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The Moon – Why It Shines During Night

our moon image
Different Shapes of moon during one lunar month.

On most nights, you can see the moon in the sky. Sometimes it’s very bright, large and round. At other times, you might see only a tiny sliver of it or clouds might cover it. For thousands of years, people have watched the moon and told stories about it.

Moon Facts For Kids

  • The Moon is Earth’s only natural satellite.
  • We always see the same side of the Moon.
  • The Moon’s gravity causes ocean tides on Earth.
  • There are mountains and valleys on the Moon.
  • The Moon has no air or atmosphere.
  • People first landed on the Moon in 1969.
  • The Moon’s size is about 1/4 of Earth’s.
  • The Moon doesn’t make its own light; it reflects sunlight.
  • There are “moonquakes” similar to earthquakes.
  • A full trip around the Earth takes the Moon 29.5 days.

Lunar phases

The moon doesn’t generate its own light but instead reflects sunlight, altering its appearance as it orbits Earth. These variations in appearance, known as ‘phases,’ can range from a thin crescent to a vibrant, full circle.

The changing visibility of these phases is due to differing amounts of sunlight reaching various parts of the moon, as observed from Earth, during its orbital journey.

This cycle of transformation, from new moon to full moon and back again, spans approximately 29.5 days, a period referred to as a lunar month. So, children, next time you gaze at the night sky, try to discern which phase the moon is currently in!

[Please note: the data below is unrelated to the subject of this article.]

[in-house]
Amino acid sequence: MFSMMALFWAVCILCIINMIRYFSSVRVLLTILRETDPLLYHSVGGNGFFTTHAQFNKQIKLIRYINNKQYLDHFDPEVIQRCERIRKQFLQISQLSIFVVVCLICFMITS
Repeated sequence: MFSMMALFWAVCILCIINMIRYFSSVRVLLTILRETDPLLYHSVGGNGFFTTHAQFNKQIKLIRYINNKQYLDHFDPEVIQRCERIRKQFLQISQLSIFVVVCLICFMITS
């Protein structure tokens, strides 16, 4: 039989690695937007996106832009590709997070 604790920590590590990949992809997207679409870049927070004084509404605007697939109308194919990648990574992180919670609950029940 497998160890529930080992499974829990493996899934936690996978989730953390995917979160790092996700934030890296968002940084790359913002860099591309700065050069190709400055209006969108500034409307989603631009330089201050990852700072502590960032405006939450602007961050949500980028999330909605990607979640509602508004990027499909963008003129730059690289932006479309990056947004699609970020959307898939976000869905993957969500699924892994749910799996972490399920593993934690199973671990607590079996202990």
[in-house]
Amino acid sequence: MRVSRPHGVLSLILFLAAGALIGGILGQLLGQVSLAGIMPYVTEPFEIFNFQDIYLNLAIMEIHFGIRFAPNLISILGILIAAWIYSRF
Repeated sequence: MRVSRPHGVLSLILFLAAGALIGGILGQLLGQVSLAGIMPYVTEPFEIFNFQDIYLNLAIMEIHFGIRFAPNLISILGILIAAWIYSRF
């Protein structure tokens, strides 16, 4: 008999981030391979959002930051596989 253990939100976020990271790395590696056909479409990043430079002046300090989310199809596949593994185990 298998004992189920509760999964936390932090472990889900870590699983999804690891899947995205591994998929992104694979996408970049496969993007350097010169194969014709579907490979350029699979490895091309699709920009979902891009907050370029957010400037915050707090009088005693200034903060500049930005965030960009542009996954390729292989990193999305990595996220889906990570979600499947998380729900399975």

Apollo missions

Neil Armstrong, an astronaut from the Apollo 11 mission, made history as the first human to step foot on the moon on July 20, 1969. These strides were part of a series of NASA’s Apollo missions, a project initiated by the American space agency with the aim of safely landing humans on the moon and returning them back to Earth.

Between 1969 and 1972, six successful Apollo missions were carried out, landing a total of 12 astronauts on the lunar surface. These astronauts carried out various experiments, collected moon rocks, and even left behind an American flag among other items.

These missions significantly contributed to our understanding of the moon’s structure and composition, with moon rocks brought back to Earth revealing they were much older than any found on our planet, some even dating back to 4.5 billion years, the estimated age of the Earth itself!

Lunar eclipse

A Lunar Eclipse, an exciting astronomical event, occurs when Earth positions itself between the sun and the moon, casting its shadow on the moon’s surface. This celestial phenomenon only transpires during a full moon when the moon is on the opposite side of the Earth from the sun.

Contrary to solar eclipses, lunar eclipses pose no danger to the naked eye. In a total lunar eclipse, the moon can take on a reddish hue due to the sunlight bending through Earth’s atmosphere, earning it the moniker ‘Blood Moon.’

The Lunar Eclipse is not only a fascinating spectacle to observe, but it also provides insights into the movements and spatial relationships of the Earth, moon, and sun.

Moon landing

The moon landing, an event that captivates children with its excitement, took place on July 20, 1969, as a part of the Apollo 11 mission. This mission, steered by American astronauts Neil Armstrong and Buzz Aldrin, achieved the monumental feat of landing human beings on the moon for the first time in history.

This remarkable milestone was marked by Armstrong’s legendary statement, ‘That’s one small step for man, one giant leap for mankind.’ To commemorate this event, the astronauts placed an American flag and a plaque inscribed with ‘We came in peace for all mankind’ on the moon’s surface before their return to Earth.

Since this historic event, only 12 individuals, all of them American astronauts, have had the privilege of setting foot on the moon, making moon walking an incredibly exclusive achievement.

Craters